Fresh call for Nottingham Attacks public inquiry as appeal begins

It's been a long, exhausting and traumatic 11 months for the families of Barnaby Webber, Grace O'Malley Kumar and Ian Coates. But as the appeal against the "unduly lenient" sentence of killer Valdo Calocane is heard at the Royal Courts of Justice on Wednesday, May 8, it is clear they will not give up their relentless pursuit of what they believe is right.

In a new statement, the families have reiterated their calls for a public inquiry. And in a fresh push for justice, the families have enlisted the help of legal advisor Radd Seiger, who fought for the family of Harry Dunn after his motorcycle crash and who they described in their statement as one of "the best advisors and lawyers in the country".

Their statement said: "Barney, Grace and Ian should still be with us today. The authorities can not have it both ways. If the monster was as ill as they say he was at the time of the killings, then he simply should not have been on the streets free to destroy anyone who crossed his path, as he did.

"It will not be good enough to just learn lessons following their passing. We will not rest until those lessons are not only learned, but that all steps are put in place to ensure that no other family will have to endure the hell we are having to endure. We are now surrounding ourselves with the best advisers and lawyers in the country.

"Each have a track record of holding the State to account when it has failed its people. We are now instructing them to go to work on Barney, Grace and Ian's behalf and make this happen. They will now be taking steps to prepare for and ensure that the fullest possible public enquiry is held into why our loved ones were lost so needlessly and what is to be done to prevent any future such deaths."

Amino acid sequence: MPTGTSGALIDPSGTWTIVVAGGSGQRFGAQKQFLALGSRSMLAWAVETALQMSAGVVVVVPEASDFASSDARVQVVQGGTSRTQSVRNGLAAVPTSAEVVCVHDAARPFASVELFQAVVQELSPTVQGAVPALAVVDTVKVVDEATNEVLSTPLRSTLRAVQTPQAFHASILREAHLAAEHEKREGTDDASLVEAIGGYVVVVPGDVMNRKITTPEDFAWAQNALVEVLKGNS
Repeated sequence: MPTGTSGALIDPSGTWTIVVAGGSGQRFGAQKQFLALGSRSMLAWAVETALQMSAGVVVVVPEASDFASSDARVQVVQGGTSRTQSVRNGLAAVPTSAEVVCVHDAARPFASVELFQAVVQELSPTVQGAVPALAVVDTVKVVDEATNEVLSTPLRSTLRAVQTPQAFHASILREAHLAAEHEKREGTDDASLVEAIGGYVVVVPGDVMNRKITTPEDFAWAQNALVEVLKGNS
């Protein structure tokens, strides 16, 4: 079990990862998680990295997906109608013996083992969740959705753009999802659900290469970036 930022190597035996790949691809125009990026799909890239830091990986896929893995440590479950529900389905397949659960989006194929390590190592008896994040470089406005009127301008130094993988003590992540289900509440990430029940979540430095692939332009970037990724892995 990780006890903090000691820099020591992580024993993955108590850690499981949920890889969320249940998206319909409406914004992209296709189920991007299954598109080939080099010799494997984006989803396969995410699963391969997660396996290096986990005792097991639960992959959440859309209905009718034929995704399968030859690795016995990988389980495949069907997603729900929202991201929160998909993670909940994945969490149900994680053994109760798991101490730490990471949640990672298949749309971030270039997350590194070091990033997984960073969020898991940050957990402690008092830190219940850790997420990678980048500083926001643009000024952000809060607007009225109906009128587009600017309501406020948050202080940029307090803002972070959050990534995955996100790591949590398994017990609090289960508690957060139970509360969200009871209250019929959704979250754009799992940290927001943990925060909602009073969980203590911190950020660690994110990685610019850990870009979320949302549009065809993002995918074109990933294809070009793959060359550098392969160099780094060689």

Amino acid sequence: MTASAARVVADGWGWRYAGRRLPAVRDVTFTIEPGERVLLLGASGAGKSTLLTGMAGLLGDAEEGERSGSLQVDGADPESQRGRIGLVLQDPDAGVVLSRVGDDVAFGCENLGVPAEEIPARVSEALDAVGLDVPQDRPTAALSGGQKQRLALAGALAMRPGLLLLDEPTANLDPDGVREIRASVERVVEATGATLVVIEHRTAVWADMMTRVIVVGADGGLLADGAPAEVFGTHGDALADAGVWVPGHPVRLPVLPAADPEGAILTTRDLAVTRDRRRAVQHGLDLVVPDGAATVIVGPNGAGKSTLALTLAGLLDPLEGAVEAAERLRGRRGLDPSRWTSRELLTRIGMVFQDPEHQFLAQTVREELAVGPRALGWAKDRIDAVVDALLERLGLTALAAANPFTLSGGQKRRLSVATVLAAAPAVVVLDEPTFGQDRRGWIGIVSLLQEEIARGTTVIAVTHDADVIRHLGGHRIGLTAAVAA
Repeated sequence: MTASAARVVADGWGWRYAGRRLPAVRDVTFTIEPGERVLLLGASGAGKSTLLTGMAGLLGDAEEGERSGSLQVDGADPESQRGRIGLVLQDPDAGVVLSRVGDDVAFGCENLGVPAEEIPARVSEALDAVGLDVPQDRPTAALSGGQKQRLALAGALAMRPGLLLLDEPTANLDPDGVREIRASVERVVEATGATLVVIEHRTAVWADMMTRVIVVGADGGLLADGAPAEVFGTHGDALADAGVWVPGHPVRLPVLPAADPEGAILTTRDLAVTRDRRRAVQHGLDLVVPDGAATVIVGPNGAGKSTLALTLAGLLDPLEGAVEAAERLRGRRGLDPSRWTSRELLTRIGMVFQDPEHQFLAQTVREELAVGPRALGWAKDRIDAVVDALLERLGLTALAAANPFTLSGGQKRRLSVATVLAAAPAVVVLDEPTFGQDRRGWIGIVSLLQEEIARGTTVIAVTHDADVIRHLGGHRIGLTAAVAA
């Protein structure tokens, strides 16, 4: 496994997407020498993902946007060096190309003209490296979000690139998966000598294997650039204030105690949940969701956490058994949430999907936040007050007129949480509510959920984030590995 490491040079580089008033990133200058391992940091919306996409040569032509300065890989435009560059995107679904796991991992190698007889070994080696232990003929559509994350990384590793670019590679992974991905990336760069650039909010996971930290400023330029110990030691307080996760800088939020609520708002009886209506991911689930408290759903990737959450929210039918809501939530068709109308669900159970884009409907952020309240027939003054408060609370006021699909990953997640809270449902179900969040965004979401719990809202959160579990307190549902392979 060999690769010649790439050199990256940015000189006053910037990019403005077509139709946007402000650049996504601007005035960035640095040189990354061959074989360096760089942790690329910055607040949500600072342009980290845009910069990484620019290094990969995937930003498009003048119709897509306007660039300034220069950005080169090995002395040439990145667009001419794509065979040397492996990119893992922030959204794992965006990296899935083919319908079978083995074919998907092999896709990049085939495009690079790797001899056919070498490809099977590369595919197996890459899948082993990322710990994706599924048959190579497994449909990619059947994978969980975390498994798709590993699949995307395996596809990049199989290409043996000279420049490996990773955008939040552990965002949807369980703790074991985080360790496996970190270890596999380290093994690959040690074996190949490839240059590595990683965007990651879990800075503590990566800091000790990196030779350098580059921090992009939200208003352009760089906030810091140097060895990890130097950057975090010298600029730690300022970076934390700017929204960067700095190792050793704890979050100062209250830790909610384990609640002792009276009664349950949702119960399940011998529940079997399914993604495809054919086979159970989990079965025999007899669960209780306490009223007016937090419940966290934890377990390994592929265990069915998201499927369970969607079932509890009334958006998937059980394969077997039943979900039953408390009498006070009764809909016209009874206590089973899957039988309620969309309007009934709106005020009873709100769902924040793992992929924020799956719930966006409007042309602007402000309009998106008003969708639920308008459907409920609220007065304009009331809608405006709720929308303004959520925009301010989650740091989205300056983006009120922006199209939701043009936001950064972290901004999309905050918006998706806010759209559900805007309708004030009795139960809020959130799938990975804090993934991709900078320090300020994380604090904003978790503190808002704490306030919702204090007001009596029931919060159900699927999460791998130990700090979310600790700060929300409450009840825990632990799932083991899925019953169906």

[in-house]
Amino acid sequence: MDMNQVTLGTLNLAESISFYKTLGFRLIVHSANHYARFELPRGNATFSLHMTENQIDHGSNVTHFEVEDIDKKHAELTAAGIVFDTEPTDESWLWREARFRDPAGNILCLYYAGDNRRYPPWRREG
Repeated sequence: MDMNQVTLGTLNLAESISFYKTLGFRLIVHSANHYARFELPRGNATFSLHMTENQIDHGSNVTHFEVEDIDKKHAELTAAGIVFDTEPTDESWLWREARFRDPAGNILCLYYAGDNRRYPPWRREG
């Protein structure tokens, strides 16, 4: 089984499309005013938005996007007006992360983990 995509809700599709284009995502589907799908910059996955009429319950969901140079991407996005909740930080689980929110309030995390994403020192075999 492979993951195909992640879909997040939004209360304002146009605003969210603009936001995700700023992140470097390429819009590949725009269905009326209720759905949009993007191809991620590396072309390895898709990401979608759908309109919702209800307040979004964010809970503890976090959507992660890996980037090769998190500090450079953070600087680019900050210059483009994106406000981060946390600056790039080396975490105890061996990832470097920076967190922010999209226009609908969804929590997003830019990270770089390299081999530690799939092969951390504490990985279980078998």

Valdo Calocane, 32, stabbed students Grace and Barney and school caretaker Ian to death on the morning of June 13, 2023. He was sentenced to an indefinite hospital order on the grounds of diminished responsibility in January of this year, having been diagnosed as a paranoid schizophrenic.

But the furious families of those killed want their loved ones' deaths to be classed as murder, not manslaughter. Earlier on in the statement, the families say that they have "no hope" that the appeal court will overturn the manslaughter conviction.

They revealed that they had, once again, not been consulted in the decision-making process regarding Calocane's sentence and that the referral from Attorney General Victoria Prentis to the Court of Appeal had been made "entirely on her own".

But today they have, even after all the previous court hearings, media appearances, interviews and events, still turned out in London, and will continue to whenever their loved ones' lives - whose lives have become their own - are involved.

You can follow what happened in today's court hearing here. Reporter Joshua Hartley was in court.